Mind to Market

Sunday, February 04, 2007

Flat NIH Budget

A front page article in today's Denver Post Scientists fight for research funding describes the situation at research labs dependent upon National Institutes of Health grants to fund basic research. How this made it onto the front page is baffling to me since the story is a couple years old (see Fewer Grants Force Younger Scientists to Leave Academia, WSJ, July 27, 2004). Although research capacity has been growing rapidly over the past few years, the NIH budget has been flat since 2004 creating greater competition for NIH grants.

Dr. Elias A. Zerhouni, director of the National Institutes of Health, explained the situation last September and has offered strategies. Funding of basic research has actually increased by 2% in the overall NIH budget since 1998 (54% to 56%) and applied research has increased by 1% (40% to 41%) with infrastructure decreasing by 3% (6% to 3%).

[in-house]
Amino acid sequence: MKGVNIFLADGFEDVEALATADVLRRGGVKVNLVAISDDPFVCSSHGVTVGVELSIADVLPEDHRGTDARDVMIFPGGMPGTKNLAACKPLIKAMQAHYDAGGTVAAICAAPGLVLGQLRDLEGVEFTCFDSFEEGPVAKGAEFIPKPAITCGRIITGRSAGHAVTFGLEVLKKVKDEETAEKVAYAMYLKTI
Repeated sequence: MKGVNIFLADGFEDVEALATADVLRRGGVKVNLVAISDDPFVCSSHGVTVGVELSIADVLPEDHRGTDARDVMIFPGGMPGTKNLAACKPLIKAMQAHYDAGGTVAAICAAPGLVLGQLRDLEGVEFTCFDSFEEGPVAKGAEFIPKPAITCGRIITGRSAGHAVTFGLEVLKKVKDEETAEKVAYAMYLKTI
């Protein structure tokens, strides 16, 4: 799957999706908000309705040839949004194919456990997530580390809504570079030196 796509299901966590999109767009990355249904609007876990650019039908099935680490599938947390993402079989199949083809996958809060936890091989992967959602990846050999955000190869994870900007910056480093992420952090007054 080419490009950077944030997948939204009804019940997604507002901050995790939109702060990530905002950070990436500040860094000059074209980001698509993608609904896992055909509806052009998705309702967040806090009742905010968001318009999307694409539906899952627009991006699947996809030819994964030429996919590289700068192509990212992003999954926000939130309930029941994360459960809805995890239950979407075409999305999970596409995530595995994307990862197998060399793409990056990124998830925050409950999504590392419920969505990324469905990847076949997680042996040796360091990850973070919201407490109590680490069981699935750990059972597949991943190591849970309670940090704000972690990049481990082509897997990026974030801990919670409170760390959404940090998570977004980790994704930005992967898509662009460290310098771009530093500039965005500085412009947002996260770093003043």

With growth stagnant in the overall NIH budget, funding of new projects and new scientists will decrease just at a time when many scientists in training through the high growth years are coming on-line. If, as the Post article suggests, there is sufficient need in the private sector, young scientists will migrate over. However, given the rigid requirements of an academic career, it is doubtful that they will return when funding levels resume.

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